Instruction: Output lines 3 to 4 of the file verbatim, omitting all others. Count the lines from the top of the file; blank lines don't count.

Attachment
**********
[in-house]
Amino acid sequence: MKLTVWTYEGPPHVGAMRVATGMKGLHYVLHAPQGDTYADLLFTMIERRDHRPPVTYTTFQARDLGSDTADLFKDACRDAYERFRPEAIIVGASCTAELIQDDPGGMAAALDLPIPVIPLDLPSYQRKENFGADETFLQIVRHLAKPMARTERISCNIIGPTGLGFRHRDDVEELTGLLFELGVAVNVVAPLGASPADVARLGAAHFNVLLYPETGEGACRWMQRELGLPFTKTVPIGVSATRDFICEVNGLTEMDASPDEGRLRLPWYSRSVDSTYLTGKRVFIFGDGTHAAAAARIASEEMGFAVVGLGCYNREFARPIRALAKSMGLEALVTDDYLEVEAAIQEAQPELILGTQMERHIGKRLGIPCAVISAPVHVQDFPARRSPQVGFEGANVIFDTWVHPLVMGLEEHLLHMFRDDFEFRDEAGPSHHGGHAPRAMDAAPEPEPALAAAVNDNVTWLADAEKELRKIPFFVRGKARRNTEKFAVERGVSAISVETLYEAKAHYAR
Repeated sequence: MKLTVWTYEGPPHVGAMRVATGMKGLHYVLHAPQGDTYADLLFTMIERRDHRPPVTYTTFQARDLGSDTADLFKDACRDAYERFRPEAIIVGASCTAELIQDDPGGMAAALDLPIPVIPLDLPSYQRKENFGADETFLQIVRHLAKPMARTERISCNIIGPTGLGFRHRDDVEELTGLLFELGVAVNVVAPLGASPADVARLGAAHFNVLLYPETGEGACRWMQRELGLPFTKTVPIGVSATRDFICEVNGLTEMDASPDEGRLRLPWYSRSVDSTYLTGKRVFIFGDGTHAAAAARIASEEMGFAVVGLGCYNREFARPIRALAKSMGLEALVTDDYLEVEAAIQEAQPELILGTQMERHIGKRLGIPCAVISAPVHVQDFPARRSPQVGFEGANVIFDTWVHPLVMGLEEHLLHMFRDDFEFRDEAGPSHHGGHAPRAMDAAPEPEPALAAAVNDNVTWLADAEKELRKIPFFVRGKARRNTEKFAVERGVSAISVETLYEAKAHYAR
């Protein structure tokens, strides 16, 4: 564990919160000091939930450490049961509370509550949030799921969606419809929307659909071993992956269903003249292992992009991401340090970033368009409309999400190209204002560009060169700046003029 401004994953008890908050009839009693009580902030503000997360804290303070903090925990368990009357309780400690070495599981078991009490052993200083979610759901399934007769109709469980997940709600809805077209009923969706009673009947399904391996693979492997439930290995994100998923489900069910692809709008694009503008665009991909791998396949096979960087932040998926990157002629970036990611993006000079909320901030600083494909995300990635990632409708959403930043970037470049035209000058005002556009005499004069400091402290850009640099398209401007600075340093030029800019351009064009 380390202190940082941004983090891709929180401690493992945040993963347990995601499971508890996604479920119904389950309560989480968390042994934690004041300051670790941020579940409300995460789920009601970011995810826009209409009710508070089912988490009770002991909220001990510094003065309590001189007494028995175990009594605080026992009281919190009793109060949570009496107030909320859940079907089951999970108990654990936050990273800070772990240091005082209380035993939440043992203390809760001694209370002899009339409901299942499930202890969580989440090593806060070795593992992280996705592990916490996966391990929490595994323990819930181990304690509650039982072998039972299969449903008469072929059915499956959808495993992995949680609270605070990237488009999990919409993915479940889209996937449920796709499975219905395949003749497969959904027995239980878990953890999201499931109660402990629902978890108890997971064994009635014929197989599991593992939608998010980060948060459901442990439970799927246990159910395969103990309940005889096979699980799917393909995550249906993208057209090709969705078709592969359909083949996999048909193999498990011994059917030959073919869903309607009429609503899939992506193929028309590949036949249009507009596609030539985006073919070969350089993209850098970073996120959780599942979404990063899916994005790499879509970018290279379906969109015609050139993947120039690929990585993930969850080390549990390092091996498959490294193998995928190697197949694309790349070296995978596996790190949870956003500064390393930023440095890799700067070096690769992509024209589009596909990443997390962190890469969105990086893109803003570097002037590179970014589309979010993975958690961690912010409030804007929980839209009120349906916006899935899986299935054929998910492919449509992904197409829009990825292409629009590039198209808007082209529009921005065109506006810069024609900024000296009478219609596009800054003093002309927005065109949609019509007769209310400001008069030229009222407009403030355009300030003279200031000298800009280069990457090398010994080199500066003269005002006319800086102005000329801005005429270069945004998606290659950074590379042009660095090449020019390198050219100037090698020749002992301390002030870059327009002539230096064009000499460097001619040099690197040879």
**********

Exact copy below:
Repeated sequence: MKLTVWTYEGPPHVGAMRVATGMKGLHYVLHAPQGDTYADLLFTMIERRDHRPPVTYTTFQARDLGSDTADLFKDACRDAYERFRPEAIIVGASCTAELIQDDPGGMAAALDLPIPVIPLDLPSYQRKENFGADETFLQIVRHLAKPMARTERISCNIIGPTGLGFRHRDDVEELTGLLFELGVAVNVVAPLGASPADVARLGAAHFNVLLYPETGEGACRWMQRELGLPFTKTVPIGVSATRDFICEVNGLTEMDASPDEGRLRLPWYSRSVDSTYLTGKRVFIFGDGTHAAAAARIASEEMGFAVVGLGCYNREFARPIRALAKSMGLEALVTDDYLEVEAAIQEAQPELILGTQMERHIGKRLGIPCAVISAPVHVQDFPARRSPQVGFEGANVIFDTWVHPLVMGLEEHLLHMFRDDFEFRDEAGPSHHGGHAPRAMDAAPEPEPALAAAVNDNVTWLADAEKELRKIPFFVRGKARRNTEKFAVERGVSAISVETLYEAKAHYAR
């Protein structure tokens, strides 16, 4: 564990919160000091939930450490049961509370509550949030799921969606419809929307659909071993992956269903003249292992992009991401340090970033368009409309999400190209204002560009060169700046003029 401004994953008890908050009839009693009580902030503000997360804290303070903090925990368990009357309780400690070495599981078991009490052993200083979610759901399934007769109709469980997940709600809805077209009923969706009673009947399904391996693979492997439930290995994100998923489900069910692809709008694009503008665009991909791998396949096979960087932040998926990157002629970036990611993006000079909320901030600083494909995300990635990632409708959403930043970037470049035209000058005002556009005499004069400091402290850009640099398209401007600075340093030029800019351009064009 380390202190940082941004983090891709929180401690493992945040993963347990995601499971508890996604479920119904389950309560989480968390042994934690004041300051670790941020579940409300995460789920009601970011995810826009209409009710508070089912988490009770002991909220001990510094003065309590001189007494028995175990009594605080026992009281919190009793109060949570009496107030909320859940079907089951999970108990654990936050990273800070772990240091005082209380035993939440043992203390809760001694209370002899009339409901299942499930202890969580989440090593806060070795593992992280996705592990916490996966391990929490595994323990819930181990304690509650039982072998039972299969449903008469072929059915499956959808495993992995949680609270605070990237488009999990919409993915479940889209996937449920796709499975219905395949003749497969959904027995239980878990953890999201499931109660402990629902978890108890997971064994009635014929197989599991593992939608998010980060948060459901442990439970799927246990159910395969103990309940005889096979699980799917393909995550249906993208057209090709969705078709592969359909083949996999048909193999498990011994059917030959073919869903309607009429609503899939992506193929028309590949036949249009507009596609030539985006073919070969350089993209850098970073996120959780599942979404990063899916994005790499879509970018290279379906969109015609050139993947120039690929990585993930969850080390549990390092091996498959490294193998995928190697197949694309790349070296995978596996790190949870956003500064390393930023440095890799700067070096690769992509024209589009596909990443997390962190890469969105990086893109803003570097002037590179970014589309979010993975958690961690912010409030804007929980839209009120349906916006899935899986299935054929998910492919449509992904197409829009990825292409629009590039198209808007082209529009921005065109506006810069024609900024000296009478219609596009800054003093002309927005065109949609019509007769209310400001008069030229009222407009403030355009300030003279200031000298800009280069990457090398010994080199500066003269005002006319800086102005000329801005005429270069945004998606290659950074590379042009660095090449020019390198050219100037090698020749002992301390002030870059327009002539230096064009000499460097001619040099690197040879």